I am almost done with this part of reviewing the chapters for Our Bodies, Ourselves. I was really happy that I was able to recruit some help from trans activists, a disability activist, and a female sexual dysfunction activist with whom to discuss some of the material, to help make it more inclusive. I am also passing on some resources to the editors of websites I find useful that deal with size acceptance, including size acceptance in pregnancy, women of color and lactation, and the like.
Although these topics can tend to be difficult, I am happy I have had a mostly wonderful experience reaching out. Spending time in progressive communities, and finding blogs and websites on these issues in the past helped me work with existing relationships that I was very grateful for, and I built a new bridge, too.
Being an ally can be a good thing, and can be really gratifying and worth it. I know it can be potentially irritating for members of these groups to point out obvious things to people like me (e.g. If you don’t have to mention gender, don’t mention it! When in doubt, leave it out. It’s easier than it seems.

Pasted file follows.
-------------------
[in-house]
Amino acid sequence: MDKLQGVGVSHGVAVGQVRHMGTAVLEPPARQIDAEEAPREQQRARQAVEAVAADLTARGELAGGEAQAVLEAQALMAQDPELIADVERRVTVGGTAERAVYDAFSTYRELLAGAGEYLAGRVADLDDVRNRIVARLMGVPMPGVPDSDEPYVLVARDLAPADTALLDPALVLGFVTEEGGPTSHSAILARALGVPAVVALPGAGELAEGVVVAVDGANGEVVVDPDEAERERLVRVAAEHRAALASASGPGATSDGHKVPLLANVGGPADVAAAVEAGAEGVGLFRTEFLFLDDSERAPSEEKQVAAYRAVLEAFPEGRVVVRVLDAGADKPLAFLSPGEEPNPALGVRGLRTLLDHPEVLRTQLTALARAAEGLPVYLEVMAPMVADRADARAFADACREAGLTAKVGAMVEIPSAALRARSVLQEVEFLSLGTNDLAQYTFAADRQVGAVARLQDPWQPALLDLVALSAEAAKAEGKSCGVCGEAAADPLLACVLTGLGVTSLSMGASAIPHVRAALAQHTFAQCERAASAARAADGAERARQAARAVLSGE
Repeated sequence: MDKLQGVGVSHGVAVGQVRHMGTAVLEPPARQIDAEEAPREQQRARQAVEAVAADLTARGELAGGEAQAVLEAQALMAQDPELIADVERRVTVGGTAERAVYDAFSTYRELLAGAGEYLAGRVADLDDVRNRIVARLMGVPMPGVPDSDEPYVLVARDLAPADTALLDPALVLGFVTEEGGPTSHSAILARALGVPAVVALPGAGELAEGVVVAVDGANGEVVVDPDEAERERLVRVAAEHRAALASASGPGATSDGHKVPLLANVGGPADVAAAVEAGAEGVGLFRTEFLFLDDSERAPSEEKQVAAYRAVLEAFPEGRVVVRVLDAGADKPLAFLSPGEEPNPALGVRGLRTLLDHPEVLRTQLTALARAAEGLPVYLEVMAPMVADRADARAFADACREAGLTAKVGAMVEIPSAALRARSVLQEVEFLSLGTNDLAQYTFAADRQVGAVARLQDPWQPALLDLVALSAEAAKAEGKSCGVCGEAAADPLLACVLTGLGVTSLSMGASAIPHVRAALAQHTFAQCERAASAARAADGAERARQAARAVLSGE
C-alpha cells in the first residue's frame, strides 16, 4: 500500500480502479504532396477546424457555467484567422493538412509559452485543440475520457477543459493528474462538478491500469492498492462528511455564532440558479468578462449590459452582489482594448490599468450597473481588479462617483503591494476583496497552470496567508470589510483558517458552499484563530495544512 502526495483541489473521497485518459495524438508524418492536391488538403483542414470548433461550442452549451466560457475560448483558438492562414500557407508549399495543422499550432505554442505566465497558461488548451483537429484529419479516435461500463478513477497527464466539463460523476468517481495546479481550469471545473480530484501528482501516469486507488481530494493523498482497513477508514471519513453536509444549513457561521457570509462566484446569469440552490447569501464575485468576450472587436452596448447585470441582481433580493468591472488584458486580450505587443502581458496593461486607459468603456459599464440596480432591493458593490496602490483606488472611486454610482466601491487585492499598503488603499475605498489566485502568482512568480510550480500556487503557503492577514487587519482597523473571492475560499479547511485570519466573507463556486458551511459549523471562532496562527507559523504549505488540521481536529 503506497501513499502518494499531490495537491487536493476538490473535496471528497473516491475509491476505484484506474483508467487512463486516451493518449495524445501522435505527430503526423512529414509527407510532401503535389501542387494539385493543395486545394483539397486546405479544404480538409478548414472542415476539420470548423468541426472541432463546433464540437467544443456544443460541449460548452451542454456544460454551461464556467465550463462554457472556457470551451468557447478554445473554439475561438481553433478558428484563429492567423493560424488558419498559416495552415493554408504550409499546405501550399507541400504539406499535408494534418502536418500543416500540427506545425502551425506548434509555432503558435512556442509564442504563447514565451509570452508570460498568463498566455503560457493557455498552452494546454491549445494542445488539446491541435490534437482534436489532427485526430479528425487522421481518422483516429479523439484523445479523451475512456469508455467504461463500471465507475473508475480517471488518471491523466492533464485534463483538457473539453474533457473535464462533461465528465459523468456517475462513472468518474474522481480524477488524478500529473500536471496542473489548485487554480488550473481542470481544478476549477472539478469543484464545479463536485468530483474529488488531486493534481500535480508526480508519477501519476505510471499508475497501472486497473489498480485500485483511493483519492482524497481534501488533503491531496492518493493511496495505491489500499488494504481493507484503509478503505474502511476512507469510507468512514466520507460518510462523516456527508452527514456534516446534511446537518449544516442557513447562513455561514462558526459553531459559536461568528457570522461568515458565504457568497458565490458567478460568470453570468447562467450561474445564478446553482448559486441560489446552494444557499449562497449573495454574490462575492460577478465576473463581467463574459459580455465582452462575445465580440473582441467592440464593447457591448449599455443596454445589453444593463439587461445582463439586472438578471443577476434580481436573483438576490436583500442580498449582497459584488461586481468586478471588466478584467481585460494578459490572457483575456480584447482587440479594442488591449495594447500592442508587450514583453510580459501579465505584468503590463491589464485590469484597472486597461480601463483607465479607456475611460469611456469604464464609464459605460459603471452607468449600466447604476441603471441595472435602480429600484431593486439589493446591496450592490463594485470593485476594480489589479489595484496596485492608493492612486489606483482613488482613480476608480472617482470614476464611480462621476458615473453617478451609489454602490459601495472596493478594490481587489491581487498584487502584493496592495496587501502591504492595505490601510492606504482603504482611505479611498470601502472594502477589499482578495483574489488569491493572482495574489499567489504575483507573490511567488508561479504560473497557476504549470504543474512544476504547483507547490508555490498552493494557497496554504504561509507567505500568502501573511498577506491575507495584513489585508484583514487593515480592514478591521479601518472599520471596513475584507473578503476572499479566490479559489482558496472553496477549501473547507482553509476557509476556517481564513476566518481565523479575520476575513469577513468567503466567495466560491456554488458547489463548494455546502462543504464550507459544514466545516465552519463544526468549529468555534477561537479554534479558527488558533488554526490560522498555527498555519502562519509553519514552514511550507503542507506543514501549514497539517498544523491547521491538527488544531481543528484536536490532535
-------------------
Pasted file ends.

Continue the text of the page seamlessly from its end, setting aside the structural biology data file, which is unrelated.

Pregnant woman Pregnant patient. See how simple? Edited to add: I in no means want to imply that a physiologically normal birth should be medicalized with unnecessary interventions. My chapter dealt with medical procedures and medical conditions, but the changes I made did not use the term “patient”. It was a quick example with an unintended backlash below.)
But, as an activist / advocate / rabble rouser myself, I don’t want to just complain, and I am sure I am not alone. I want to discuss issues with people who want to improve our culture together. No, I don’t feel like educating everyone all the time, and everyone doesn’t feel like being educated all the time. But there’s a great middle ground where we can communicate with each other. It’s a great place.